An annual quota regulating the number of immigrant workers entering Britain from outside the EU should be set up, according to the Liberal Democrats.
The Lib Dems say immigrant workers play a vital role in Britain
Mark Oaten, the party's home affairs spokesman, says the system would end widespread confusion between migrant workers and asylum-seekers.
He says foreign workers are needed in highly-skilled and manual jobs.
Under the plans, an independent panel would set the quota after identifying areas of skill shortages.
The panel - which would include representatives of the CBI, trade unions and the public and private sectors - would gather evidence from different sectors of the economy as part of the process.
Senior party aides declined to predict what figure the panel would arrive at, saying the quota would depend on the needs of British business at a specific point in time.
Mr Oaten has cited Treasury figures suggesting that UK economic growth would decline by 0.5% a year without them to support the plans.
The quota system would not affect the right of EU nationals to live and work in the UK, or the right of those fleeing persecution to seek asylum.
However asylum-seekers with particular skills would be able to apply for permission to stay in Britain as migrant workers.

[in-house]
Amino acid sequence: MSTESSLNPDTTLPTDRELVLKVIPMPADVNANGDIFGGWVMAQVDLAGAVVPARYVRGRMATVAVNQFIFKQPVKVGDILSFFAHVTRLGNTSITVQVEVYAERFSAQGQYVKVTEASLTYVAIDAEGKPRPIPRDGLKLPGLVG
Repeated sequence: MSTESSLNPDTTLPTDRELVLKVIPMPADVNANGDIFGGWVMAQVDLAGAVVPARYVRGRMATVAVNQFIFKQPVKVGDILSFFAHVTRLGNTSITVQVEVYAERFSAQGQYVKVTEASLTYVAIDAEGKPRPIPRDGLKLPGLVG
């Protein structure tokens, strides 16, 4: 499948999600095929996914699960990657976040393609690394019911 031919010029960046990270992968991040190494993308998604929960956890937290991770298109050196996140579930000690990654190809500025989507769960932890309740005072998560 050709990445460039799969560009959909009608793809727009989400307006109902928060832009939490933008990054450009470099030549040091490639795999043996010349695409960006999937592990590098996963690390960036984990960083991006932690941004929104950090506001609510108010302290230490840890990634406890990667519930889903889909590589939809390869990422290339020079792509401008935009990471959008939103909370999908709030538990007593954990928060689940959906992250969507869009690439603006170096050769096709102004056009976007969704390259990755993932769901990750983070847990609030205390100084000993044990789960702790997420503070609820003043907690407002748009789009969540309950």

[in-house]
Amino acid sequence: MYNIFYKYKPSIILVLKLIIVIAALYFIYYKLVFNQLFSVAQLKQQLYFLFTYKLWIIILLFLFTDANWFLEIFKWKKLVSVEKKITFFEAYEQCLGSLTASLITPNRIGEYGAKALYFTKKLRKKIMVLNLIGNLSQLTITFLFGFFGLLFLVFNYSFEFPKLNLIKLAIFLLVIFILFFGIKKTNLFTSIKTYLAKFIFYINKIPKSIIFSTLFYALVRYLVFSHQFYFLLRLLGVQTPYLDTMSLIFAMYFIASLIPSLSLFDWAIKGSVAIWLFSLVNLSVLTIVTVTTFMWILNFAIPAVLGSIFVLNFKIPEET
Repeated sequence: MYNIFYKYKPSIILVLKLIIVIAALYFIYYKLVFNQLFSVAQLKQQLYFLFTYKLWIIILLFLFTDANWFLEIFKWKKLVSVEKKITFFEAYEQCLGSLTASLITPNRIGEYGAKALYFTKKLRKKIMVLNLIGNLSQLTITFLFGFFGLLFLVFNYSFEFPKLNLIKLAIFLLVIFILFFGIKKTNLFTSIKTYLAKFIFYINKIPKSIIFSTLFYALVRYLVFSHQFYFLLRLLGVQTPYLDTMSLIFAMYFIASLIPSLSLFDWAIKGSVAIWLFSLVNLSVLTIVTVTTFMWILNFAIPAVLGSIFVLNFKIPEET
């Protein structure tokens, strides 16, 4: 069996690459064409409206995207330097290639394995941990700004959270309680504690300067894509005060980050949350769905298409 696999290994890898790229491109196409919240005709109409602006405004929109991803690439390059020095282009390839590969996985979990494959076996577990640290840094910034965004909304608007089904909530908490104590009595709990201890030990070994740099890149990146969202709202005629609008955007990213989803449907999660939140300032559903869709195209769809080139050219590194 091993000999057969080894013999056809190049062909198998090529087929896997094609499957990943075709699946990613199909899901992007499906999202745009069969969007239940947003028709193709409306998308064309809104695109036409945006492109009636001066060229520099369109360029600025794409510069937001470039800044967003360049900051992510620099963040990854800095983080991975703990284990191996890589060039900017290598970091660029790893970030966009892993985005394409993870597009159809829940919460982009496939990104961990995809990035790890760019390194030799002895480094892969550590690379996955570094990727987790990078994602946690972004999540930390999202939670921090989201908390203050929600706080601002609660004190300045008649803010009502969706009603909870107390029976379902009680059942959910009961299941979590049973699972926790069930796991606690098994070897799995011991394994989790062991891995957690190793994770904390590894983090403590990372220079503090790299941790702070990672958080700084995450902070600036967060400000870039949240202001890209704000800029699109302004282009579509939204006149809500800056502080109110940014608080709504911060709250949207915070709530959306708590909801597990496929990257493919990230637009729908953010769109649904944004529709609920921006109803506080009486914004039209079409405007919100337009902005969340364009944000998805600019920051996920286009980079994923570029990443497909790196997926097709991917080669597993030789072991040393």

Under the proposals, a US-style Green Card system would run parallel to the mainstream work permit system to enable recruitment in sectors where vacancies cannot be filled by UK or European nationals.
Individuals granted a card could remain in the UK for a fixed period, but would only be allowed to work in sectors where a significant, and unmet,
labour demand has been identified.
Launching the proposals, Mr Oaten said: "For too long, immigration has been a political football that has had severe
repercussions for race relations in Britain."
He added: "The fact is that we need foreign workers to do jobs that cannot be filled by UK nationals.
'Mistrust and suspicion'
"But gross mismanagement and political manoeuvring by successive Labour and Conservative governments has confused the two separate issues of
asylum and immigration, causing an atmosphere of widespread public mistrust and suspicion."
Mr Oaten went on to make his case for the quota system as a means of regulating the use of immigrant workers.
"Decisions about how many immigrants we need are taken behind closed doors instead of out in the open - quotas should be set annually and debated in Parliament," he said.
Mr Oaten suggested that the use of economic statistics would create a system that "benefits the British people and the British economy".